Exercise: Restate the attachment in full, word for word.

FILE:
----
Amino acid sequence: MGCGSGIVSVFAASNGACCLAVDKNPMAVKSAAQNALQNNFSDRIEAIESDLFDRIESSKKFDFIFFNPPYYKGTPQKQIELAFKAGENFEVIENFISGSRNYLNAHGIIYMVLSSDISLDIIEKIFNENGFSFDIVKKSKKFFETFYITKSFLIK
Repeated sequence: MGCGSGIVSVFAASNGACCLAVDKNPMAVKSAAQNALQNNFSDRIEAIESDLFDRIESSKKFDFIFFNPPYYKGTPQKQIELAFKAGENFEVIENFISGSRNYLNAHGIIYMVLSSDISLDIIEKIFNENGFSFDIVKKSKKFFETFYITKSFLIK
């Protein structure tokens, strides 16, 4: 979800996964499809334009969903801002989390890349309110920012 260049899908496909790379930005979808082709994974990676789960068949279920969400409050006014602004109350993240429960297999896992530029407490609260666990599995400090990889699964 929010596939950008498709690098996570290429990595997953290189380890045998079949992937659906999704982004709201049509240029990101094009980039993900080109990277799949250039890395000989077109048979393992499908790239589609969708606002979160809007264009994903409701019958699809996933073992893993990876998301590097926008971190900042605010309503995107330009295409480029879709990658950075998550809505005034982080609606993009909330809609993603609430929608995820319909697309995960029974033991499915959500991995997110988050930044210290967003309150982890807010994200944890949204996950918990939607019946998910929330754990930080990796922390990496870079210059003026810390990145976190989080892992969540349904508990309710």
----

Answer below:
Amino acid sequence: MGCGSGIVSVFAASNGACCLAVDKNPMAVKSAAQNALQNNFSDRIEAIESDLFDRIESSKKFDFIFFNPPYYKGTPQKQIELAFKAGENFEVIENFISGSRNYLNAHGIIYMVLSSDISLDIIEKIFNENGFSFDIVKKSKKFFETFYITKSFLIK
Repeated sequence: MGCGSGIVSVFAASNGACCLAVDKNPMAVKSAAQNALQNNFSDRIEAIESDLFDRIESSKKFDFIFFNPPYYKGTPQKQIELAFKAGENFEVIENFISGSRNYLNAHGIIYMVLSSDISLDIIEKIFNENGFSFDIVKKSKKFFETFYITKSFLIK
């Protein structure tokens, strides 16, 4: 979800996964499809334009969903801002989390890349309110920012 260049899908496909790379930005979808082709994974990676789960068949279920969400409050006014602004109350993240429960297999896992530029407490609260666990599995400090990889699964 929010596939950008498709690098996570290429990595997953290189380890045998079949992937659906999704982004709201049509240029990101094009980039993900080109990277799949250039890395000989077109048979393992499908790239589609969708606002979160809007264009994903409701019958699809996933073992893993990876998301590097926008971190900042605010309503995107330009295409480029879709990658950075998550809505005034982080609606993009909330809609993603609430929608995820319909697309995960029974033991499915959500991995997110988050930044210290967003309150982890807010994200944890949204996950918990939607019946998910929330754990930080990796922390990496870079210059003026810390990145976190989080892992969540349904508990309710």